Whitmer announces $500 million plan to improve water quality in Michigan
LANSING, Mich. (WILX) - Governor Gretchen Whitmer announced the “MI Clean Water” program on Thursday. She says the $500 million dollars will help rebuild the state’s water infrastructure.
The money is going to be used in a lot of different ways.
The goal of the MI Clean Water initiative is to fix some of the huge infrastructure problems Michigan faces. That includes helping replace Jackson’s lead service, which Mayor Derek Dobies says is not cheap.
“We have between 11,000 to 13,000 lead service lines and the cost to replace those with the inspection program, along with replacing other infrastructure like roads, is probably somewhere in the neighborhood of $180-million to $200 million dollars,” said Dobies.
The MI Clean Water Plan also puts money toward cleaning up toxic contamination like PFAS, replacing undersized sewers and failing septic systems and helping keep water rates affordable.
“These funds are going to help us in lead service line replacement, stabilize our city utility finances and keep water affordable at a time where residents need it most,” said Dobies.
The Lansing Board of Water and Light has already replaced its lead service lines so BWL instead is looking at using the money for testing water main replacement.
“We are currently replacing water mains working up to 8 miles a year but it’s very expensive,” said Dick Peffley the general manager at BWL. “It will help us delivery clean safe drinking water,” said BWL General Manager Dick Peffley.
And Peffley says it helps the BWL plan for the next year.
“We are in the fall and we are winding down on construction but you are in the planning stage for next year so maybe we can put an extra mile or two mile next construction season,” said Peffley.
Marc Edwards is an environmental engineer and his work in 2015 helped prove there were high lead levels in Flint’s drinking water and that the state was ignoring it.
But for as critical as Edwards has been of the state in the past, he’s praising this new plan.
On Thursday, he told News 10 using the money to replace lead service lines, clean up contamination and improve septic systems will make Michigan an example for the rest of the country.
“It is sad that Flint had to occur for Michigan to start investigating, but they recently became a model in terms of the new lead and copper. And, now with this infrastructure package, I’m going to point to Michigan as a good example for other states," said Edwards.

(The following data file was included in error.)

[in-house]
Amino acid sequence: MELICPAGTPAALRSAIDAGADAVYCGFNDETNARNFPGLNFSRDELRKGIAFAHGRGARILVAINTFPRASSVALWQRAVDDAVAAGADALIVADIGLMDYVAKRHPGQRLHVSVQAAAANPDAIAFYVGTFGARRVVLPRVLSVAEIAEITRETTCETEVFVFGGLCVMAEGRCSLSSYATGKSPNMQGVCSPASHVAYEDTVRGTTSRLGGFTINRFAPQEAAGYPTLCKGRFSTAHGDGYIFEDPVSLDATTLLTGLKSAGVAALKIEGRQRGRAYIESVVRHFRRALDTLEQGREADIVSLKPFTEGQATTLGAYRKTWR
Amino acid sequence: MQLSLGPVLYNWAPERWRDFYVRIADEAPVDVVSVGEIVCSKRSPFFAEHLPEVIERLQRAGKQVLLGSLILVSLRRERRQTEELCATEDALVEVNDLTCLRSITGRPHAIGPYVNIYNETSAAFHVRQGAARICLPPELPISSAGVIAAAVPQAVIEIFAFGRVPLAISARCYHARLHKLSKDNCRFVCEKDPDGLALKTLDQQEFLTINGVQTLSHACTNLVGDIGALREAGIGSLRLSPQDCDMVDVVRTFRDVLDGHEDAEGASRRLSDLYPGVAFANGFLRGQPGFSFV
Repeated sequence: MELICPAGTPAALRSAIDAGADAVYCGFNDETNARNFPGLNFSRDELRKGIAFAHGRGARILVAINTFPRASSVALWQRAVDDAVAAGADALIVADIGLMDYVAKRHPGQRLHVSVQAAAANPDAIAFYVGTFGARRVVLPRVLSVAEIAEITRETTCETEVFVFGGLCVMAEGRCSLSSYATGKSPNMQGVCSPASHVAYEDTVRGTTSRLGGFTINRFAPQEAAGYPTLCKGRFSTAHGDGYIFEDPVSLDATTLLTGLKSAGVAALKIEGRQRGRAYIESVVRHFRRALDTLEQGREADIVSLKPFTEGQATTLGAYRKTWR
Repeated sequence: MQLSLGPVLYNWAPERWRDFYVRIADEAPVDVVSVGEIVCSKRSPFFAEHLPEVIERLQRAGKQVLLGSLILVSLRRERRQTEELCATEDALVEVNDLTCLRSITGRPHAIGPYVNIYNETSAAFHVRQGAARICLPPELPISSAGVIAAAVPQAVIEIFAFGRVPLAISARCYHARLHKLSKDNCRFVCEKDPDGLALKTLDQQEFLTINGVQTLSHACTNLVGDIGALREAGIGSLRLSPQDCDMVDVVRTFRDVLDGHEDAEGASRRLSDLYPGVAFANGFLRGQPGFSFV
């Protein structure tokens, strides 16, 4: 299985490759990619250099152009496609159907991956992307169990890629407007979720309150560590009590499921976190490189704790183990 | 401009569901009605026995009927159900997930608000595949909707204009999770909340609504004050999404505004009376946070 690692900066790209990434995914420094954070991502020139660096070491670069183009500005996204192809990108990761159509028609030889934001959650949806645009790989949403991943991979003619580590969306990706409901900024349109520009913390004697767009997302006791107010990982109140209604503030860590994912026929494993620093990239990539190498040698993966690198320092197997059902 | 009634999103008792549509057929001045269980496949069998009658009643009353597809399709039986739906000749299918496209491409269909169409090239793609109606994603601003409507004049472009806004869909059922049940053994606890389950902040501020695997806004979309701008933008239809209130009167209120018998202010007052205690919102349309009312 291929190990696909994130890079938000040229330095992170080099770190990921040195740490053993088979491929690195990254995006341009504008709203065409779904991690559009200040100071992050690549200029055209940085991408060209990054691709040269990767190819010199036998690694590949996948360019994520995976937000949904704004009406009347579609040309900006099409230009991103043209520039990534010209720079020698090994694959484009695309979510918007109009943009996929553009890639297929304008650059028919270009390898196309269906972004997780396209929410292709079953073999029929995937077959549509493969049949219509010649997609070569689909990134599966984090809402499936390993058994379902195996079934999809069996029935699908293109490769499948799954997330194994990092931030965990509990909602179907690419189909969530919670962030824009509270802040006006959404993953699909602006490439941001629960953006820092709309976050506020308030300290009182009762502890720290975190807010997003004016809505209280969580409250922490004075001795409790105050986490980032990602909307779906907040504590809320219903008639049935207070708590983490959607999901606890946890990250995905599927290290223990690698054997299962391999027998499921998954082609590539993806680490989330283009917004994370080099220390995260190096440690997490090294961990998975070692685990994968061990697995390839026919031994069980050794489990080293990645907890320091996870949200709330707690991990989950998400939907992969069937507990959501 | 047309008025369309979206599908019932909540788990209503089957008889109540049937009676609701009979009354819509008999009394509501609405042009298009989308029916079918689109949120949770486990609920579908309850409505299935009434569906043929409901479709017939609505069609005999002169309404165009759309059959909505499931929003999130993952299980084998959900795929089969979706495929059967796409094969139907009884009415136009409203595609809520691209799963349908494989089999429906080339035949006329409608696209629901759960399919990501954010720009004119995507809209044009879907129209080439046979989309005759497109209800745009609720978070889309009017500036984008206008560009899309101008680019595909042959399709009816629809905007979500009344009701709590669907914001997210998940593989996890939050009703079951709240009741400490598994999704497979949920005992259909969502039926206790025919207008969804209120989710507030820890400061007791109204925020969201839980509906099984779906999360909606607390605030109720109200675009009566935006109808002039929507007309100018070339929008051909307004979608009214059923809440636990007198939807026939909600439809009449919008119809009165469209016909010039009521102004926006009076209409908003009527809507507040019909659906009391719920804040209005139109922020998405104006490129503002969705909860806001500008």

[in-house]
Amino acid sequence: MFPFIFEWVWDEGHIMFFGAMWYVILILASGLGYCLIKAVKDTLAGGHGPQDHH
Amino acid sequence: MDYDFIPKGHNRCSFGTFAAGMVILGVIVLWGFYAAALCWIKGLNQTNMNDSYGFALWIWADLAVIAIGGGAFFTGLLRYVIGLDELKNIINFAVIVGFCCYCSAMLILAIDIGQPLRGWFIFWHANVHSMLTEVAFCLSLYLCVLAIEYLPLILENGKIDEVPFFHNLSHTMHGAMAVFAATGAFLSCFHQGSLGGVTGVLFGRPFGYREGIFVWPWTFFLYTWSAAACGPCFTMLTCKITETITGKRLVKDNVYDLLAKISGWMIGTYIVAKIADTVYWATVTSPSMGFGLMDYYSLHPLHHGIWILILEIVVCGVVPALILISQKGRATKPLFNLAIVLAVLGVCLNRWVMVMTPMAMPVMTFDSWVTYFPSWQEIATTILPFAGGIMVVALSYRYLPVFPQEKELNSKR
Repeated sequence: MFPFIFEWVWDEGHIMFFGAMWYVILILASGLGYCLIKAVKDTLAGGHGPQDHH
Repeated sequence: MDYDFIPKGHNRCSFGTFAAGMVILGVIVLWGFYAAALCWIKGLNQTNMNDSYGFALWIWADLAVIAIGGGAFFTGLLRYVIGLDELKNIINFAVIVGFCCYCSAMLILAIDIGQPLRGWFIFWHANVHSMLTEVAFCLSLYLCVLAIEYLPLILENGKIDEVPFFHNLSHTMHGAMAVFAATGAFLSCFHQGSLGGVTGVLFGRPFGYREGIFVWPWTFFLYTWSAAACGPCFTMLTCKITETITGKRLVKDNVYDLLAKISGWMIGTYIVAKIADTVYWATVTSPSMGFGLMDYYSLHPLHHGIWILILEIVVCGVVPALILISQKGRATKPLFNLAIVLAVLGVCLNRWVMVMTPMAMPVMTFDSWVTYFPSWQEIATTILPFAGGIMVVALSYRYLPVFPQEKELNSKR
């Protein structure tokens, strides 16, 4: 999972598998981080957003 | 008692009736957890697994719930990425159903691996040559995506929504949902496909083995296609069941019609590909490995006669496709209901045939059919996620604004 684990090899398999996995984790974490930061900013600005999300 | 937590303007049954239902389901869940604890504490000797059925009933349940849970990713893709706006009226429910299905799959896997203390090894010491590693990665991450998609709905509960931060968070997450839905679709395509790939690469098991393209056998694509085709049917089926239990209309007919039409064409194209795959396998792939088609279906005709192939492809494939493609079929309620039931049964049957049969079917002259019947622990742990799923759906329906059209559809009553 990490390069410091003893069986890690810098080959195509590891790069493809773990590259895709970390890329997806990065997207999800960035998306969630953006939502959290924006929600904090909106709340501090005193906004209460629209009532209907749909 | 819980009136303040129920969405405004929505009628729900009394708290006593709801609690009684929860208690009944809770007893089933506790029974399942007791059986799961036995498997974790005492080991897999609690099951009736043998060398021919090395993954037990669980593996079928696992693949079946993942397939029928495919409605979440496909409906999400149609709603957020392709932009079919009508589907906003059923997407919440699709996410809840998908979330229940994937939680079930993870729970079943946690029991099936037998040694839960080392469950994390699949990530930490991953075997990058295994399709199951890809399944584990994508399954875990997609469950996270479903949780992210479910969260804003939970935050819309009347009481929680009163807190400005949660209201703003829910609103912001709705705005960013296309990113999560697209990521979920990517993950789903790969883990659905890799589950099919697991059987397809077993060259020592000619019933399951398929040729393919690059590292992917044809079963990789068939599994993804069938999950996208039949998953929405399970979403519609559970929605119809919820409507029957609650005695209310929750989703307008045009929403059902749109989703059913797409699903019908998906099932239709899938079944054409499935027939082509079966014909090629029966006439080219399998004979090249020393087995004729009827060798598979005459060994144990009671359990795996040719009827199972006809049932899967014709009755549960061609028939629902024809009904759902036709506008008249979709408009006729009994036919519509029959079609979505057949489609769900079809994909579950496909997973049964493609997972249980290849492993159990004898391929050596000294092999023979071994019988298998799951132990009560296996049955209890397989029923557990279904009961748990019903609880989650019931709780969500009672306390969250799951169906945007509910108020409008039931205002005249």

The Governor says around $200 will be spent improving drinking water quality while nearly 300 million goes towards wastewater protection.
Below is the breakdown of the Governor’s plan:
The program is broken down into two parts for drinking water quality and wastewater system protection.
The drinking $207 million drinking water portion includes:
- $102 million for low-income communities to replace lead water service lines like those that contributed to contamination during the Flint water crisis.
- $37.5 million for drinking water assessment grants.
- $35 million for drinking water grants for systems not affected by lead.
- $25 million for PFAS and emerging contaminants consolidation grants.
- $7.5 million for drinking water affordability and planning grants.
The $293 million wastewater infrastructure protection portion includes:
- $235 million for promoting clean water by eliminating sewer overflows, correcting combined sewage overflows and increasing green infrastructure.
- $35 million to eliminate failing septic systems.
- $20 million for removing direct and continuous raw sewage discharges from surface or groundwater.
- $3 million for stormwater, asset management and wastewater grants.
Whitmer hopes the Michigan Legislature will approve spending the remainder of the state’s Great Lakes Water Quality bond money, which voters statewide approved in 2002 to fund parts of the MI Clean Water Investment program. Federal funds also would be tapped for part of the investment.
“Michiganders are tired of waiting for action. The time is now,” she said. “We must all work together to improve the quality of the waters of our state.”
Dr. Mona Hanna-Attisha, who is a pediatrician and professor at the Michigan State University College of Human Medicine, said that Michigan should lead the way nationally in rebuilding infrastructure to keep residents safe and healthy. She also helped uncover the Flint water crisis.
“It is proactive investments like this that will prevent future public health crises, reduce inequities, and ensure the promise of generations of Michiganders to come,” she said.
Republican State Sen. Rick Outman of Montcalm County supports the plan. He believes promoting health and safety of residents is the highest goal of government.
“Having access to quality water is a fundamental, basic need that every Michigan family should have the right to,” Outman said. "There are several solid solutions in this proposal that I look forward to seeing further fleshed out. "
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